Diepsloot deserves free wi-fi
AMONTH ago, I visited an internet cafe in Diepsloot to e-mail my work to my news editor before rushing off to a wedding in the North West.
After I had e-mailed everything, I got the shock of my life.
I had assumed I’d be charged per minute but I was wrong.
The owner expected me to pay a separate charge for each of the three attachments sent on one e-mail – R5 for the 15-minute internet use, and then extra R15 for each attachment.
I was left baffled by this as he arrogantly showed me a price list on the wall, detailing the very same charges he had told me about. It’s a rip-off. I told him he can rip-off other people who don’t know how these things work, but not me.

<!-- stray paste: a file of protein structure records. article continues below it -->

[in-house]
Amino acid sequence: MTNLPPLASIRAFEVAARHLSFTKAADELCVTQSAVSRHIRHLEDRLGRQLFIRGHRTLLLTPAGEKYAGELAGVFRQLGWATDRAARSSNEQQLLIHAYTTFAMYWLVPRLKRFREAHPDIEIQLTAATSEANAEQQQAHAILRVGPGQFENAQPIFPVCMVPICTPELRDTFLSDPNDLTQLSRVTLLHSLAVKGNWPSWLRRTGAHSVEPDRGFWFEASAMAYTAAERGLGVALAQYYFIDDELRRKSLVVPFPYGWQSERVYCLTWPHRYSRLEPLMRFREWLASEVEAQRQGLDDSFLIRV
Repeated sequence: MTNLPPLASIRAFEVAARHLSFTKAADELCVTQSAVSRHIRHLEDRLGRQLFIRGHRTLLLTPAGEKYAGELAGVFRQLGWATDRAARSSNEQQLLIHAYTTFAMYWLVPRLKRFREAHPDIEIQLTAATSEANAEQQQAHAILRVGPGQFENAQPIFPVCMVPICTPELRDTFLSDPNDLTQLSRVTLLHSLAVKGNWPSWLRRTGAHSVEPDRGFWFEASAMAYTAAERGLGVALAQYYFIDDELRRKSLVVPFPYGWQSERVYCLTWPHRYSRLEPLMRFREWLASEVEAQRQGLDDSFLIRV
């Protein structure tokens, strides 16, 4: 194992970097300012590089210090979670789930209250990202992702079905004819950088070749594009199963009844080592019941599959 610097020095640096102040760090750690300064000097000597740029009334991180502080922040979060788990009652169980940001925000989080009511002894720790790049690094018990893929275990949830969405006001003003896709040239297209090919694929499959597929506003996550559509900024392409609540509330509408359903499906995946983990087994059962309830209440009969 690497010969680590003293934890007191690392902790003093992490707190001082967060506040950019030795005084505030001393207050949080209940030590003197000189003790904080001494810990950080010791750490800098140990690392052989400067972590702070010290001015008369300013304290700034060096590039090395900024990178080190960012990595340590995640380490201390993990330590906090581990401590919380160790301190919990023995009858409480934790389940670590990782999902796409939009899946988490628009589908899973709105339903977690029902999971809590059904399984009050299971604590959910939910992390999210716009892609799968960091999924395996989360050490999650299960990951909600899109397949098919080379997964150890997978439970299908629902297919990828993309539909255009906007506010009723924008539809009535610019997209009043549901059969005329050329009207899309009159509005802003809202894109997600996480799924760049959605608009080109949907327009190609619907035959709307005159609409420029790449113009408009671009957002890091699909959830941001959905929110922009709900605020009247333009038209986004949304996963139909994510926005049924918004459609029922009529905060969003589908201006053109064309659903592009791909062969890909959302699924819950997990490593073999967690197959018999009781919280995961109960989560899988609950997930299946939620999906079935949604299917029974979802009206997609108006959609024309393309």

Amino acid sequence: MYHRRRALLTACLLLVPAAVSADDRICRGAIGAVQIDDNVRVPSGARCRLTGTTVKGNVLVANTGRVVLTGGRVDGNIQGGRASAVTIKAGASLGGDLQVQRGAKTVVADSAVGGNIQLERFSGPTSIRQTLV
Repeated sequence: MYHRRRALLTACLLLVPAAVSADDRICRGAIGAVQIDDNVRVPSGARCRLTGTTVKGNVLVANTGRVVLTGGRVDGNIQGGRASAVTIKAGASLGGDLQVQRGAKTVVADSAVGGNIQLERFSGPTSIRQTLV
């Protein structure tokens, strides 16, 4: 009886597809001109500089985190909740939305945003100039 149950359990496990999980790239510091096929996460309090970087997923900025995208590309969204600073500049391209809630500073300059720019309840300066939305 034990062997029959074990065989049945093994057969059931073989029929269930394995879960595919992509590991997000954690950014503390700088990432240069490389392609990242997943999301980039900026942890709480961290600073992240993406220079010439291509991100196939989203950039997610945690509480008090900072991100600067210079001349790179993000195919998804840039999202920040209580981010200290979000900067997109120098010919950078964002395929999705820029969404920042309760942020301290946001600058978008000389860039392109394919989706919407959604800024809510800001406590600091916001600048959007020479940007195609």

I found his opportunistic stance puzzling but this also got me thinking about the glaring disparities between townships governed by the City of Joburg.
While young people can freely access the internet through free wi-fi services provided in areas such as Soweto, those in areas like Diepsloot continue to be marginalised, unable to freely search and apply for jobs online.
Surely if Diesploot is part of the City of Joburg, how then can it be that internet access remains so elusive and an exclusive preserve of the few?